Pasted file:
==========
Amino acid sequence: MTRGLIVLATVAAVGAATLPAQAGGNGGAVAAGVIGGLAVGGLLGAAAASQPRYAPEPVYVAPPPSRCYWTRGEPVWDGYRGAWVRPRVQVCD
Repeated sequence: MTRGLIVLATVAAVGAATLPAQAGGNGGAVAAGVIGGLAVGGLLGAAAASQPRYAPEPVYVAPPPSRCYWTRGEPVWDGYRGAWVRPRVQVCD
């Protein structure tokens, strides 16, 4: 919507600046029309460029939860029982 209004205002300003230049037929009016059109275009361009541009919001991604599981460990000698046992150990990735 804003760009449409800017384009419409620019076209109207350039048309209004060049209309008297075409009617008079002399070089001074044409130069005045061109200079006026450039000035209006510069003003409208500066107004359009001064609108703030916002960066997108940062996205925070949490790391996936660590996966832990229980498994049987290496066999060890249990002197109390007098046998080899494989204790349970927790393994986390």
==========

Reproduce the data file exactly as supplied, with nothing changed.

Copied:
Amino acid sequence: MTRGLIVLATVAAVGAATLPAQAGGNGGAVAAGVIGGLAVGGLLGAAAASQPRYAPEPVYVAPPPSRCYWTRGEPVWDGYRGAWVRPRVQVCD
Repeated sequence: MTRGLIVLATVAAVGAATLPAQAGGNGGAVAAGVIGGLAVGGLLGAAAASQPRYAPEPVYVAPPPSRCYWTRGEPVWDGYRGAWVRPRVQVCD
């Protein structure tokens, strides 16, 4: 919507600046029309460029939860029982 209004205002300003230049037929009016059109275009361009541009919001991604599981460990000698046992150990990735 804003760009449409800017384009419409620019076209109207350039048309209004060049209309008297075409009617008079002399070089001074044409130069005045061109200079006026450039000035209006510069003003409208500066107004359009001064609108703030916002960066997108940062996205925070949490790391996936660590996966832990229980498994049987290496066999060890249990002197109390007098046998080899494989204790349970927790393994986390």